It is interesting, too, that the Muslim Brotherhood in Egypt also claims to have become more accommodating to other parties with differing views. The Egyptian-born cleric, Yusuf al-Qaradawi, preaches a now moderated Sunni message weekly on Al-Jazeera from his base in the pro-western state of Qatar.
These Islamists blossoming in the Arab spring say that they now prefer the model of reform and Islamist government successfully deployed in modernising Turkey to any repeat of the bloody Algerian adventure or the risk of a return to violent repression by the army in Egypt. In Turkey, while moving to join the EU and embracing the market economy, the Freedom and Justice Party has also defanged the military and dispelled the threat of a coup against its electoral legitimacy.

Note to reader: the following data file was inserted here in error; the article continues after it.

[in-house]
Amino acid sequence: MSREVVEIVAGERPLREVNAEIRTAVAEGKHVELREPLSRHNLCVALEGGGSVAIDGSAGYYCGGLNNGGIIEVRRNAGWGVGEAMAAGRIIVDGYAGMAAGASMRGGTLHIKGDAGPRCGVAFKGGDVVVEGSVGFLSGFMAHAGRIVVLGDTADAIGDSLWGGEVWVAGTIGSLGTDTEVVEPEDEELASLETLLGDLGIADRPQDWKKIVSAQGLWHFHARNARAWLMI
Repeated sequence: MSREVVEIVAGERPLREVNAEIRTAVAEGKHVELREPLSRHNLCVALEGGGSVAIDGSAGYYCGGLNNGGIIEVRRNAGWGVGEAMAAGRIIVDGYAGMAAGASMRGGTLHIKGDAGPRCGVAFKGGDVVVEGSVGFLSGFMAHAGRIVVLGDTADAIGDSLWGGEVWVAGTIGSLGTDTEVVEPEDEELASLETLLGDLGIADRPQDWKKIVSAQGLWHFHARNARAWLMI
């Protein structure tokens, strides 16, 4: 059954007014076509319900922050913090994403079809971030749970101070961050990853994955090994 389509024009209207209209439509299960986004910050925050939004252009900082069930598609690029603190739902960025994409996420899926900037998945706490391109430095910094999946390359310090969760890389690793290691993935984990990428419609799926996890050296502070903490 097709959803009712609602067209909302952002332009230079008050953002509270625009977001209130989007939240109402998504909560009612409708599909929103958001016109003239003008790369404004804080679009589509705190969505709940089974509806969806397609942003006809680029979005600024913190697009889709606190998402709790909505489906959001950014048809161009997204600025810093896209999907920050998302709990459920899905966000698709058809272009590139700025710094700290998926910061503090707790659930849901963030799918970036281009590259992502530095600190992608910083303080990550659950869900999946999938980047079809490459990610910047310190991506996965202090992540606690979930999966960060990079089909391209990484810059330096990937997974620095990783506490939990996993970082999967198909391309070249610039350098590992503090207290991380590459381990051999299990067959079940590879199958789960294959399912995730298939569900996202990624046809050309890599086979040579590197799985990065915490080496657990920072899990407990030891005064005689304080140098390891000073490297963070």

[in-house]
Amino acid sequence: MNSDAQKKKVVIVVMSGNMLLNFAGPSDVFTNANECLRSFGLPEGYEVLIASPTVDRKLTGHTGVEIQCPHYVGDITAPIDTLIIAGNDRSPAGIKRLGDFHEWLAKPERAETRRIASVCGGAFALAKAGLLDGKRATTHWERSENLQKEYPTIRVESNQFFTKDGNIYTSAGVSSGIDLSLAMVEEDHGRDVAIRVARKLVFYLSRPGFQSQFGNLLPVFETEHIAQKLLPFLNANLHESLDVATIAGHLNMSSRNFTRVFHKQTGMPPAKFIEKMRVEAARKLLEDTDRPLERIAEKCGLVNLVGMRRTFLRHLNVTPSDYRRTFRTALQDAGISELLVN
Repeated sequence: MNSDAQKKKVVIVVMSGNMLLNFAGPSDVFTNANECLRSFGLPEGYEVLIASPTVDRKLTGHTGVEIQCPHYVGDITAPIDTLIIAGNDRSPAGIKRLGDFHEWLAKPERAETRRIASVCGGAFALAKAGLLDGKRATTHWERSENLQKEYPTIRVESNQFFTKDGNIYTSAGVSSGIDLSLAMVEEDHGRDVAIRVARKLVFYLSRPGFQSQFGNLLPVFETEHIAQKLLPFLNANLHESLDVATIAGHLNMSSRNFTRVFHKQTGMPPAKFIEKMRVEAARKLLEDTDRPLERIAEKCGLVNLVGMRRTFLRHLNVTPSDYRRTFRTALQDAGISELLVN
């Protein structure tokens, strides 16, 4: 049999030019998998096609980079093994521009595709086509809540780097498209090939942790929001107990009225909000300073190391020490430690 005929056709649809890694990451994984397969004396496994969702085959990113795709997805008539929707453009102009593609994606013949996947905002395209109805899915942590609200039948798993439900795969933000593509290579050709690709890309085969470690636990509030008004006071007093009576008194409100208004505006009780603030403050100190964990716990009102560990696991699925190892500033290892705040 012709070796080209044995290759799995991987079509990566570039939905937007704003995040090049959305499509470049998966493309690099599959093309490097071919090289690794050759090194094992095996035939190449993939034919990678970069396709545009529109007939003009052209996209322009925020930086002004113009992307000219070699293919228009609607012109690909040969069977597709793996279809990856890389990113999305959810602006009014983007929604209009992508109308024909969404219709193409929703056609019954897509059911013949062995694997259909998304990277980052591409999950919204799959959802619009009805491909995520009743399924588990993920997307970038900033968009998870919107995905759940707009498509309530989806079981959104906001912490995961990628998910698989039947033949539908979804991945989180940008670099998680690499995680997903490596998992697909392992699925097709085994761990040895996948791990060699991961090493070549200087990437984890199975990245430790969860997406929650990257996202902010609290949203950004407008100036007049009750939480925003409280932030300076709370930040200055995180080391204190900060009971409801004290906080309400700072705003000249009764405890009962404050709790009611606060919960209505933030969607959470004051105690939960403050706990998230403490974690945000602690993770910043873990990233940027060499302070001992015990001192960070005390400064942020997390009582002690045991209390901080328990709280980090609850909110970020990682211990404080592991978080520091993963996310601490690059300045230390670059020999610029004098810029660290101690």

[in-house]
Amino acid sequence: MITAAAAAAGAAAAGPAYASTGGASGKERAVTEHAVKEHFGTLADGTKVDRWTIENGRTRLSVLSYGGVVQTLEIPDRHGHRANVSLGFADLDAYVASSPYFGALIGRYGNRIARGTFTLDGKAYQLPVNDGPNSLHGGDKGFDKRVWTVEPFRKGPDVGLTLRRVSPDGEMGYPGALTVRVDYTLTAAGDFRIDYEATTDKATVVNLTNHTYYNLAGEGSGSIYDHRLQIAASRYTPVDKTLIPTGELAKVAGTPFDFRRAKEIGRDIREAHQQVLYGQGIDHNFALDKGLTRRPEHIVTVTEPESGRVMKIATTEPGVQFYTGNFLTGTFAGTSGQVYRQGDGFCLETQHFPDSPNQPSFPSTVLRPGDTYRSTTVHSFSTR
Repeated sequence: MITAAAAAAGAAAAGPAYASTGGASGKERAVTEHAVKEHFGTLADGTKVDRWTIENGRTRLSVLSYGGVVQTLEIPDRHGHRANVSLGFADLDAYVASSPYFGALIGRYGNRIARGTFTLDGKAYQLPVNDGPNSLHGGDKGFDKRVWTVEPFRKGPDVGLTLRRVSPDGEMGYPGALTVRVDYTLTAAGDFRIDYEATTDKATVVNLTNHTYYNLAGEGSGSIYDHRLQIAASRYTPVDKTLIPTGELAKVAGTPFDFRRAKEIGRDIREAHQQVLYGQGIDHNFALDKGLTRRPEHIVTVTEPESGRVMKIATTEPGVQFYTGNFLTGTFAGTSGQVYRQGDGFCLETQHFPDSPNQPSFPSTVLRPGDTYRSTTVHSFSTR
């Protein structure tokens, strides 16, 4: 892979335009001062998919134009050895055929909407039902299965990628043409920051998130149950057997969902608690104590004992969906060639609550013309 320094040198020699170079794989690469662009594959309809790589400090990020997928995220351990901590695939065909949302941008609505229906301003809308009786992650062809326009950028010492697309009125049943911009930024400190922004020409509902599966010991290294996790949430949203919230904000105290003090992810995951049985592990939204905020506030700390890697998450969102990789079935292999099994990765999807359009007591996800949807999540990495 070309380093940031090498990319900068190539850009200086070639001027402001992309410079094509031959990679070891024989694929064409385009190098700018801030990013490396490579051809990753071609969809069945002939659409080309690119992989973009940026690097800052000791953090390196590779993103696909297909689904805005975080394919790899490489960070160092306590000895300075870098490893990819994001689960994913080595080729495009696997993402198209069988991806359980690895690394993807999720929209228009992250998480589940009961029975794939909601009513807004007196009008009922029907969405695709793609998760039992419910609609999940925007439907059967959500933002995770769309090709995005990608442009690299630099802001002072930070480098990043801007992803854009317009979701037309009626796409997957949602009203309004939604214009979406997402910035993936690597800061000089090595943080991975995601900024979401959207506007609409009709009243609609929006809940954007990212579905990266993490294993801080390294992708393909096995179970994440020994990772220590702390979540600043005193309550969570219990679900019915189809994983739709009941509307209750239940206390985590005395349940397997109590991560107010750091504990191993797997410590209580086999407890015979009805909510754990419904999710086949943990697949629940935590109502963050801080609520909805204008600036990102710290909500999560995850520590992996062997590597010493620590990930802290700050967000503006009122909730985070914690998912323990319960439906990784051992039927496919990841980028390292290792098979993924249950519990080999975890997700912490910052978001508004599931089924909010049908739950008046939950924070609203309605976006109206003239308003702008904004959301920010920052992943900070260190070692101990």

Of course, the optimism about the Arab spring may turn out to be misplaced. In fact, realists predicted the rise of long-repressed Islamist parties in possible alliance with authoritarians in the military. After the first election, they warned, the Islamist victors would ensure that it was the last fair election-witness Iran. That might still be the case, as I think the noble Lord, Lord Sacks, suggested.